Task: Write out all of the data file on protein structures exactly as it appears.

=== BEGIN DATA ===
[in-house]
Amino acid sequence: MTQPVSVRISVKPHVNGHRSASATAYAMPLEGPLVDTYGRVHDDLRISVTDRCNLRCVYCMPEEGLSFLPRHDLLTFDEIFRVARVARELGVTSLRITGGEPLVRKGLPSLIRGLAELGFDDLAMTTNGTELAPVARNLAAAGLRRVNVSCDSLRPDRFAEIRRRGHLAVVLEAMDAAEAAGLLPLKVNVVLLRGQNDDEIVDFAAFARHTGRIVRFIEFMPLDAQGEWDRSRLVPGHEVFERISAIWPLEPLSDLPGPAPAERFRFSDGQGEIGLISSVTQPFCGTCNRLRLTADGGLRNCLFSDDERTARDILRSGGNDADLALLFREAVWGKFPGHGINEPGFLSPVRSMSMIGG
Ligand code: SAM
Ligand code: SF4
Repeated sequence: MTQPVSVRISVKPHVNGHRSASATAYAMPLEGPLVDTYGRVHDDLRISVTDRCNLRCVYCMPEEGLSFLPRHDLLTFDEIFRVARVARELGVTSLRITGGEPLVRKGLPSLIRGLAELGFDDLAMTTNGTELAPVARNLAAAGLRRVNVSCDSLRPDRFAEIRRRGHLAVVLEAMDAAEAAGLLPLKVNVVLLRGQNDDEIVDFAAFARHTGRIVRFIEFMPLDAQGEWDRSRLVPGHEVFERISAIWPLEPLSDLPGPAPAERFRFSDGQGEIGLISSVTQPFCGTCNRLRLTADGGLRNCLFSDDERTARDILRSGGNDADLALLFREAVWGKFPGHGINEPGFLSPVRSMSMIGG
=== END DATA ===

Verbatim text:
[in-house]
Amino acid sequence: MTQPVSVRISVKPHVNGHRSASATAYAMPLEGPLVDTYGRVHDDLRISVTDRCNLRCVYCMPEEGLSFLPRHDLLTFDEIFRVARVARELGVTSLRITGGEPLVRKGLPSLIRGLAELGFDDLAMTTNGTELAPVARNLAAAGLRRVNVSCDSLRPDRFAEIRRRGHLAVVLEAMDAAEAAGLLPLKVNVVLLRGQNDDEIVDFAAFARHTGRIVRFIEFMPLDAQGEWDRSRLVPGHEVFERISAIWPLEPLSDLPGPAPAERFRFSDGQGEIGLISSVTQPFCGTCNRLRLTADGGLRNCLFSDDERTARDILRSGGNDADLALLFREAVWGKFPGHGINEPGFLSPVRSMSMIGG
Ligand code: SAM
Ligand code: SF4
Repeated sequence: MTQPVSVRISVKPHVNGHRSASATAYAMPLEGPLVDTYGRVHDDLRISVTDRCNLRCVYCMPEEGLSFLPRHDLLTFDEIFRVARVARELGVTSLRITGGEPLVRKGLPSLIRGLAELGFDDLAMTTNGTELAPVARNLAAAGLRRVNVSCDSLRPDRFAEIRRRGHLAVVLEAMDAAEAAGLLPLKVNVVLLRGQNDDEIVDFAAFARHTGRIVRFIEFMPLDAQGEWDRSRLVPGHEVFERISAIWPLEPLSDLPGPAPAERFRFSDGQGEIGLISSVTQPFCGTCNRLRLTADGGLRNCLFSDDERTARDILRSGGNDADLALLFREAVWGKFPGHGINEPGFLSPVRSMSMIGG